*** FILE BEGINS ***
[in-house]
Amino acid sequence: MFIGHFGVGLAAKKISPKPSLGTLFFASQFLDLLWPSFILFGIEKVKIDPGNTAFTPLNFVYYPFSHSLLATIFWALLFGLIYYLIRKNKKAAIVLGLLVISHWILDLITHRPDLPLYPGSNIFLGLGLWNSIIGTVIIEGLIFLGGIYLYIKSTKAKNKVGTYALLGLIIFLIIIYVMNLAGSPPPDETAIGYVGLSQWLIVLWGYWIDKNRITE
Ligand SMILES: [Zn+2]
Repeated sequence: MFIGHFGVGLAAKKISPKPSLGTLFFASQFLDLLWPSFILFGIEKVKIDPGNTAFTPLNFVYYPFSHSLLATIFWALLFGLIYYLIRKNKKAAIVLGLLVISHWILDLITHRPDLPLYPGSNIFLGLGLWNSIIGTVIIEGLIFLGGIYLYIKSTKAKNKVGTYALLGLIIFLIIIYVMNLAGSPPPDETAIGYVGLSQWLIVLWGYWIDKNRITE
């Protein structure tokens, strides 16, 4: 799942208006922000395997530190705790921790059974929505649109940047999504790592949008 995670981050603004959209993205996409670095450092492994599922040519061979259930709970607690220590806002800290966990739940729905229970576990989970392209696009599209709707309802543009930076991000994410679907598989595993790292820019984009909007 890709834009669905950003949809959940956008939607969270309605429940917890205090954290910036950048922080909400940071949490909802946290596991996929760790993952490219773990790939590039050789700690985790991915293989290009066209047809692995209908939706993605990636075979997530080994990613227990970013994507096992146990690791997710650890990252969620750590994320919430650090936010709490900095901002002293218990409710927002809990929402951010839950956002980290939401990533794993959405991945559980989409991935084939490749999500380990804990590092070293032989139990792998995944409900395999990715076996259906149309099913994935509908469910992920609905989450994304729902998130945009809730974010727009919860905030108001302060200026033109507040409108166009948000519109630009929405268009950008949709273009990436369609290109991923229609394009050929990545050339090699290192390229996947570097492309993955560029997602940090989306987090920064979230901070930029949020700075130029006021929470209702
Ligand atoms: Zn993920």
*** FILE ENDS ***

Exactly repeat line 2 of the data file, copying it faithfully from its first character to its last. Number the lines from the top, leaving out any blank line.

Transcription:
Amino acid sequence: MFIGHFGVGLAAKKISPKPSLGTLFFASQFLDLLWPSFILFGIEKVKIDPGNTAFTPLNFVYYPFSHSLLATIFWALLFGLIYYLIRKNKKAAIVLGLLVISHWILDLITHRPDLPLYPGSNIFLGLGLWNSIIGTVIIEGLIFLGGIYLYIKSTKAKNKVGTYALLGLIIFLIIIYVMNLAGSPPPDETAIGYVGLSQWLIVLWGYWIDKNRITE